If you’re like me, you have no clue about all of these new stats that have surfaced now that mathematicians like Bill James have taken such prominence in baseball. For awhile, I couldn’t understand why exactly Bill James has had such a big influence on the game of baseball. Then a couple of books arrived in the mail from Acta Sports, who is always so kind to me in sending me good reading material for my bathroom time. I’d like to take the time in this post to do two things that will hopefully point you in the right direction toward your journey of understanding some of the new baseball statistics.

I know you’re probably like me. You’re probably skeptical that this will turn you into a total stat geek that does nothing but analyze baseball with your calculator rather than your eyes, heart, and mind, but I assure you it won’t. Granted, if you want to go in that direction, I’m sure there is definitely a place for you in baseball. Who knows, you might even be able to make a career out of it. But, you can love statistics, especially some of the ratio stats that are common to SABR guys and still love the game of baseball for everything that it is, including what you hear, see, and smell.

1. The Idiot’s Guide to Sabermetrics
In my quest to find out a little more about some of the news stats available to us on Baseball Reference, I sought out someone far more knowledgeable about the subject than I am. I had a 25 minute conversation with Jeff Sackman, who writes for the Hardball Times, Beyond the Box Score, and Brew Crew Ball. He’s the creator of Minor League Splits as well. He’s very much a jack of all trades and really made the stats that I asked him about very easy for the common fan to use. He provided some explanation to what they measure as well as gave some benchmarks for evaluating using them. To me, that’s always a tough one. I can look at the stats, but I don’t know what they mean. Jeff helped me in that area. We discussed OPS, OPS+, ERA+, VORP, and even mentioned some ways to look at young pitchers beside the current Wins and ERA stats.

If you would like to listen to the show, here is the link to the post. You can play it right on the site.

2. Go get these two books
The first book that I recently read is How Bill James Changed Our View of Baseball. It’s a short read, only 144 pages, and is perfect for readers who have a short attention span. The book is broken down into 3 or 4 page essays by some of baseball’s greatest writers and some influential people as well. The book seeks to justify why Bill James could have possibly been named one of the 100 Most Influential People in the World. When I first saw that list, I was skeptical as to his appearance on it. However, reading the book, I realize a little more why people are so high on the man.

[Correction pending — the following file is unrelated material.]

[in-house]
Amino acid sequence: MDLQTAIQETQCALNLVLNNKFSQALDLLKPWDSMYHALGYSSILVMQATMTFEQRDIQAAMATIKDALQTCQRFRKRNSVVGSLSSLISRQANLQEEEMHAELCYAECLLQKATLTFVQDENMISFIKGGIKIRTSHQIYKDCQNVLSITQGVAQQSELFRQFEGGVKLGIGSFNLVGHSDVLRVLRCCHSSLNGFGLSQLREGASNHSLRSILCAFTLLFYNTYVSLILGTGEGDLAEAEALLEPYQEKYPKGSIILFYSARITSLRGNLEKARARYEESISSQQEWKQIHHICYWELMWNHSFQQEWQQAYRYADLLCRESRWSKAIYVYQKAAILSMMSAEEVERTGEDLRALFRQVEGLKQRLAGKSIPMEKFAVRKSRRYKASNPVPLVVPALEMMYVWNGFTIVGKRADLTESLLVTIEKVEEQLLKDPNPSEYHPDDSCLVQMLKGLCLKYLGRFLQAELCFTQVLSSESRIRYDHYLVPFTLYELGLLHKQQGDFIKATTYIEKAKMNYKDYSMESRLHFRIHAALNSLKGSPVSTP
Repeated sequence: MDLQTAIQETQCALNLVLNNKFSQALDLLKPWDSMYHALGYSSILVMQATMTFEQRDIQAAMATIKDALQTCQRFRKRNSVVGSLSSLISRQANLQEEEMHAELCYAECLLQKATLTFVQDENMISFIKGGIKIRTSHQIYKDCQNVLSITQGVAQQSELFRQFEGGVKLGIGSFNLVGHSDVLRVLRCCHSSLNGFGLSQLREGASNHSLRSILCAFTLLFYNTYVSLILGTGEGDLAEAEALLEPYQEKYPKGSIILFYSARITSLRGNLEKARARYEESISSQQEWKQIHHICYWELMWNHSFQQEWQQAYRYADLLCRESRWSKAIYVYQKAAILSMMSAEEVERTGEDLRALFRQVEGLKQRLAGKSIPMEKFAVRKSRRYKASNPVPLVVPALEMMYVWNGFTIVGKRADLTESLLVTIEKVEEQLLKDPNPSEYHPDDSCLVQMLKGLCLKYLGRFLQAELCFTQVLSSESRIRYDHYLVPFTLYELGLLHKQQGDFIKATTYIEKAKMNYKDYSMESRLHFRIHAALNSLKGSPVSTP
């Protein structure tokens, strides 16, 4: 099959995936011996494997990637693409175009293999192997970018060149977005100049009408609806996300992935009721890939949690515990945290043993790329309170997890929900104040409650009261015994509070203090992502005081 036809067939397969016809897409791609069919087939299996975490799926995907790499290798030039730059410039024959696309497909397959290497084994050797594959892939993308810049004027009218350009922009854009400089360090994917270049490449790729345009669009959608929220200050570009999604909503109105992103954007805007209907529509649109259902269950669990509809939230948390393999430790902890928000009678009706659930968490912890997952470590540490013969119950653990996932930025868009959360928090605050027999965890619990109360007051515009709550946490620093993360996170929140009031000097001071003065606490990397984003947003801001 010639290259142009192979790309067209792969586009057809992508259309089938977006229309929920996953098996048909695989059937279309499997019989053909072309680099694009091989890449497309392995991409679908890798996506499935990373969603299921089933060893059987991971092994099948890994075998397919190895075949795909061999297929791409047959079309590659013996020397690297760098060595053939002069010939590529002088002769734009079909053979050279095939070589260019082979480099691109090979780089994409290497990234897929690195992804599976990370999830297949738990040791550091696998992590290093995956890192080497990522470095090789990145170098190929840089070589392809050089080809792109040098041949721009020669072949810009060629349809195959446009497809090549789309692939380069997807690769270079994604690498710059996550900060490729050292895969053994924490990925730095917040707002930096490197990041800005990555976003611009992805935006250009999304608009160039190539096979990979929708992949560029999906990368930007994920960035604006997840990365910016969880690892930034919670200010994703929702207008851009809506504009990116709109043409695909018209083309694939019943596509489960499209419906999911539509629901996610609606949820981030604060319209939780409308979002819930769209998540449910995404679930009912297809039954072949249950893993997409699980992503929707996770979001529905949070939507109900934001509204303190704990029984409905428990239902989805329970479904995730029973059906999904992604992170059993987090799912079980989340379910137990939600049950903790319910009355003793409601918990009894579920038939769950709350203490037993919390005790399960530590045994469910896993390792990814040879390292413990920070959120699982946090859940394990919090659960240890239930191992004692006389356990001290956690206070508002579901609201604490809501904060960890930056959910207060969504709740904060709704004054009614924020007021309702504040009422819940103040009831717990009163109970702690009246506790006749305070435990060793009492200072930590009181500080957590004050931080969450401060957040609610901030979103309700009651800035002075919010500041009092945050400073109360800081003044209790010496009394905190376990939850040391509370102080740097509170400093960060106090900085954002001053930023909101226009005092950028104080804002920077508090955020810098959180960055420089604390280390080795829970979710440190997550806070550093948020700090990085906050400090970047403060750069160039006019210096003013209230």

The book takes you through each person’s opinions on how he was influenced by the man. At first, it seemed like it was just one big Bill James lovefest, but then I got to some of the authors that said they hated Bill James until they met the man, and saw how genuine he was. They saw how honest he is about not knowing everything. He’s not afraid to come back and say that he was wrong. Reading that alone was worth the time it took to read the book. It helped me have a lot more respect for his research and his thoughts now that I know he’s constantly trying to improve them. If you’re looking for a good, easy read before the season starts, go pick this one up.

The other book that I read, I wasn’t as high on. It’s not that it was a bad book, because it certainly was not. The reason I didn’t enjoy it as much, was because I felt it was geared for the less stat oriented fan. The book is The New Ballgame: understanding baseball statistics for the common fan. The book addresses some of the following, and this comes directly from the Acta site.

  • Definitions for all the stats currently used in baseball
  • A historical breakdown of statistics in the game
  • Keeping score during a game
  • Reading a box score
  • Fantasy/simulation baseball games
  • The future of statistics in baseball
    If those are some things that you’re not sure if you understand fully, definitely pick this book up. It’s worth you time.

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    Joe Aiello is the founder of View From the Bleachers and one of the lead writers. Growing up in Chicago, he fondly remembers attending games in the bleachers before that was the popular thing to do. Currently Joe resides in North Carolina with his wife and three kids and helps people protect their assets as an independent insurance agent. Connect with Joe via Twitter / Facebook / E-mail